Police look for answers in policing the mentally ill

KIARA BURWELL, Howard University News Service | 5/18/2017, 1:08 p.m.
Taleah Everett, a woman whose family members said suffers from psychotic episodes, was driving erratically two months ago near Capitol ...

Taleah Everett, a woman whose family members said suffers from psychotic episodes, was driving erratically two months ago near Capitol Hill in Washington, D.C., when Capitol Police, fearing a possible terrorist act, shot at her car to stop it. Everett, 20, was not injured.

There was a different outcome a few months earlier in New York City. A police sergeant, responding to a 911 call last October about an emotionally disturbed person in a Bronx apartment building, shot and killed Deborah Danner, 66. He said she threatened him with a baseball bat.

The shooting sparked outrage, including from New York City Mayor Bill de Blasio. De Blasio reprimanded the officer and called Danner’s death “tragic” and “unacceptable.”

Ironically, police had been called to Danner’s home several times to take her to the hospital during psychotic episodes, the mayor said, and each time, she was taken away safely.

There have been similar shootings and deaths during encounters between police and the mentally ill in cities across America. According to a Washington Post analysis, approximately 1 in 4 people who were fatally shot by police in 2015 were struggling with a mental health issue.

Increasingly, police are finding a large part of their job is dealing with the mentally ill, something for which they are not initially trained.

In fact, parts of the core training police receive that are beneficial in regular street encounters, such as developing “command presence,” can have the opposite effect when dealing with the mentally ill, said Matthew Horace, a CNN law enforcement analyst and former special agent with the Bureau of Alcohol, Tobacco and Firearms.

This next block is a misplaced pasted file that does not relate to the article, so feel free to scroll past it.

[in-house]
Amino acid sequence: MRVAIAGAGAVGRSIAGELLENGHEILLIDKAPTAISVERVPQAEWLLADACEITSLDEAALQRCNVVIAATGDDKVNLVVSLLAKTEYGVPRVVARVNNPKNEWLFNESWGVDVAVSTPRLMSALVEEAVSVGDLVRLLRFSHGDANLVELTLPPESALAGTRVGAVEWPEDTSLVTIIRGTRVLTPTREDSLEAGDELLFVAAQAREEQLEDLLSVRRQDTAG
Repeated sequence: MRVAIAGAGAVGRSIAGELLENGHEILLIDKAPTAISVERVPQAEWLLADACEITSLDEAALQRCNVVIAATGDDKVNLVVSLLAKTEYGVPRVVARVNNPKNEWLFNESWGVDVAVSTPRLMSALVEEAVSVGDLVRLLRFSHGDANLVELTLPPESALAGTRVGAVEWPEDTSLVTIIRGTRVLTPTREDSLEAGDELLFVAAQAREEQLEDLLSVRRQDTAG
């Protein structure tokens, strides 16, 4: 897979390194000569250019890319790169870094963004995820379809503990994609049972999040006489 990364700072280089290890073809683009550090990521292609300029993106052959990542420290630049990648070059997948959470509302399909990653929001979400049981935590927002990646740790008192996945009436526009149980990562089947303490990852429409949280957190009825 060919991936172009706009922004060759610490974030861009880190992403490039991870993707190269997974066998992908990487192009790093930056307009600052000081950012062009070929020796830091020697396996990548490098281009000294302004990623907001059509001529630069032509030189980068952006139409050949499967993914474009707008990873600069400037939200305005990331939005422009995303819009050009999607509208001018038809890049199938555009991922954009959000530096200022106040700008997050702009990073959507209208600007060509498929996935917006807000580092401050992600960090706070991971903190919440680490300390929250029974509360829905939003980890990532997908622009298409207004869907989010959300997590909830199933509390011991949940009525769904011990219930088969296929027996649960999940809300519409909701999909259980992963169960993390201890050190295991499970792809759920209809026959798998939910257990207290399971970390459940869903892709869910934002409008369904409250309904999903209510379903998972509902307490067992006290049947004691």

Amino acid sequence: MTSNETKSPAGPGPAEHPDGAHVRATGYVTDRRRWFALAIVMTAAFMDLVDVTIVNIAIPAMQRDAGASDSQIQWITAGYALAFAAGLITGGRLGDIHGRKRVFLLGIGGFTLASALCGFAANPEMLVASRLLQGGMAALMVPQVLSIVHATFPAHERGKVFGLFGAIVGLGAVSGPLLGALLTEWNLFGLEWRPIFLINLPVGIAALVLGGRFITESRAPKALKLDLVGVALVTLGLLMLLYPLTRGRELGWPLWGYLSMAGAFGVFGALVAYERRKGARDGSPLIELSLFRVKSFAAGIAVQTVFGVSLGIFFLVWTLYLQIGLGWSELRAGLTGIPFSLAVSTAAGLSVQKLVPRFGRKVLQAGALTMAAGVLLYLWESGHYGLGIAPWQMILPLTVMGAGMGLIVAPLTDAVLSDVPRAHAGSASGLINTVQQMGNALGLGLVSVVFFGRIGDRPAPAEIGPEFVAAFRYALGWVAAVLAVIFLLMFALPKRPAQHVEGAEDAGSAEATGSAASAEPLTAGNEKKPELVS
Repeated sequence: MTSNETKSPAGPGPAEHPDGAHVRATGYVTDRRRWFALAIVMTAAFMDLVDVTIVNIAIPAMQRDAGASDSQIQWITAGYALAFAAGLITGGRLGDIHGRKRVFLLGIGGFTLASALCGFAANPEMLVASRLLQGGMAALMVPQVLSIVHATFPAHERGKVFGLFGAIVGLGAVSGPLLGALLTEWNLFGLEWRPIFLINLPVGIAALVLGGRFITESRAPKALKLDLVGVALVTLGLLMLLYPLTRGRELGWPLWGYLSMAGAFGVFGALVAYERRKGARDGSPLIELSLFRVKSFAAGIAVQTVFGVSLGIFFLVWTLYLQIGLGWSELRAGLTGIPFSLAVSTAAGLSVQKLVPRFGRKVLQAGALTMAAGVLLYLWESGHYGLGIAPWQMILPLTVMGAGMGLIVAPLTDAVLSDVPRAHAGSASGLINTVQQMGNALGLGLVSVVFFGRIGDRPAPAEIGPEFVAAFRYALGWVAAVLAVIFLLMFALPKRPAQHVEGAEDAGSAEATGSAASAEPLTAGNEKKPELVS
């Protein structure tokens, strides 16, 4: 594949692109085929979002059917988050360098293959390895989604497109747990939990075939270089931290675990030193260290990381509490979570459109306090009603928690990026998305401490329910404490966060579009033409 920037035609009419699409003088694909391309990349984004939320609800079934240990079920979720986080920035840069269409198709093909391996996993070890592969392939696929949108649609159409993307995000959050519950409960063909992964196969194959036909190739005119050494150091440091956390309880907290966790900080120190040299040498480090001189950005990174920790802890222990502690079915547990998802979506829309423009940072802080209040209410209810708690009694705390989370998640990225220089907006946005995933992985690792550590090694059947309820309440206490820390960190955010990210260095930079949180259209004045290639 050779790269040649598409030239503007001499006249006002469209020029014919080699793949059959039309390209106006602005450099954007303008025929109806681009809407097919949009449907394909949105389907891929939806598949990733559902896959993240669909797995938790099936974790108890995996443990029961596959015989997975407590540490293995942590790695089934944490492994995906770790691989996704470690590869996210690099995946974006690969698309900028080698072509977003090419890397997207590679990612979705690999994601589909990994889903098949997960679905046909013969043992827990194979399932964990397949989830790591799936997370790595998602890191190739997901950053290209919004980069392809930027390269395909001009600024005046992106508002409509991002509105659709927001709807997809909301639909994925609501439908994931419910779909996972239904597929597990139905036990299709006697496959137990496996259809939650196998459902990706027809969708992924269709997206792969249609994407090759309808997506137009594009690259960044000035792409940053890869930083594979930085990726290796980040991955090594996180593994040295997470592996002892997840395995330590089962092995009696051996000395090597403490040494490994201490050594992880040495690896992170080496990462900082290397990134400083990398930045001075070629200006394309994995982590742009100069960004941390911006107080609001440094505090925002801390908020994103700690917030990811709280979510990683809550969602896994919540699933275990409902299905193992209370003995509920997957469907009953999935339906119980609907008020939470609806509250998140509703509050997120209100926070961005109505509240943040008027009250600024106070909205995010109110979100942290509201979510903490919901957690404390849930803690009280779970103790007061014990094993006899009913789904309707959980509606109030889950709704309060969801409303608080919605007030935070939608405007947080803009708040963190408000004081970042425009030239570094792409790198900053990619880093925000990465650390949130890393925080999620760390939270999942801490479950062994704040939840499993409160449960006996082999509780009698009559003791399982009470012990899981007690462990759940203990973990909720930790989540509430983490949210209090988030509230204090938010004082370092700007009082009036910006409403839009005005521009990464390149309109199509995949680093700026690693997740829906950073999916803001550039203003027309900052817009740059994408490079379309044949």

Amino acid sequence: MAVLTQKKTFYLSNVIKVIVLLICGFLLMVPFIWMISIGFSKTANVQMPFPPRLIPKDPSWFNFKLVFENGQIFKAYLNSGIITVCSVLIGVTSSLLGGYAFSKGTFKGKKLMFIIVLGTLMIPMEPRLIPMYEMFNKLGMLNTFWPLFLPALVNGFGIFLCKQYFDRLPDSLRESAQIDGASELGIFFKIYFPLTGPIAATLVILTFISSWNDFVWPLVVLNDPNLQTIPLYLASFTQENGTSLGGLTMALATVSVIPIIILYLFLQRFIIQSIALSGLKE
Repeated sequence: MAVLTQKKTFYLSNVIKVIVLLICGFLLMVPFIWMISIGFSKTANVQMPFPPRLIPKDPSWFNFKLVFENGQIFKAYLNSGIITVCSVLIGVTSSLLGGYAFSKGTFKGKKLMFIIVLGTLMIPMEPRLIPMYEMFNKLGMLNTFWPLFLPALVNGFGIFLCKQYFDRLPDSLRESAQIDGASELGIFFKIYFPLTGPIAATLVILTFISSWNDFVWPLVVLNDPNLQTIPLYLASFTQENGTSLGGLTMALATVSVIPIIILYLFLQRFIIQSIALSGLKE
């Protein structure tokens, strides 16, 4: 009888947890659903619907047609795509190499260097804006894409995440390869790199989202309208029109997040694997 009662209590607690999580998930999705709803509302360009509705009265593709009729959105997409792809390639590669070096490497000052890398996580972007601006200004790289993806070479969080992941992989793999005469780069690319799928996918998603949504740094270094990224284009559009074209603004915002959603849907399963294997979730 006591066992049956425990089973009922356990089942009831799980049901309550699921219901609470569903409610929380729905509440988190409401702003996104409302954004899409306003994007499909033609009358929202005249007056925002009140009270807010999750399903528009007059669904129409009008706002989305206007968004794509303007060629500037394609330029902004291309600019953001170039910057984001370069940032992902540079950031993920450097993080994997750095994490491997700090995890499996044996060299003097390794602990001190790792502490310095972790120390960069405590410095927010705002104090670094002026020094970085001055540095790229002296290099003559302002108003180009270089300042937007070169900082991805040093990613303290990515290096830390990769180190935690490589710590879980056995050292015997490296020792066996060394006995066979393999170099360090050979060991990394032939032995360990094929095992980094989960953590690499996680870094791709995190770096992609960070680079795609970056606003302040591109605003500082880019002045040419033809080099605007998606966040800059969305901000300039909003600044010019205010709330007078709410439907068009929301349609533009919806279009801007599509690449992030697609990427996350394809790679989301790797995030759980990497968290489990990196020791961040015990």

Consequently, many police departments are putting some or all their officers through Crisis Intervention Training, so officers will be better prepared to deal with mental illness.

Even with the heightened awareness, only 16 percent, or 1 in 6, of the nation’s 18,000 police departments are currently initiating this training, according to Laura Usher, senior manager for criminal justice and advocacy for the National Alliance on Mental Illness, a national organization that lobbies for the mentally ill.

The training, though badly needed, police departments said, is highly encouraged but not mandatory.

Horace said the training isn’t mandatory because it can be expensive and it can be time consuming. Many departments have fewer than 40 officers, he said.

“There isn’t enough man power to remove officers off the streets and place them in training,” he said. “Another factor is there aren’t enough sufficient funds.”

Washington officer William Kelly, 47, said he receives approximately five calls a day regarding incidents involving the mentally ill. Many of the people he encounters struggle with schizophrenia and bipolar disorder, he said.

Kelly and many other officers in the 4th District in Northwest Washington have undergone 40 hours of CIT, which Kelly said has helped him immensely.

“After taking the class, whenever I receive a call of something of that nature, I now have a better understanding of the situation and can further go with handling the dispute or incident properly,” he said.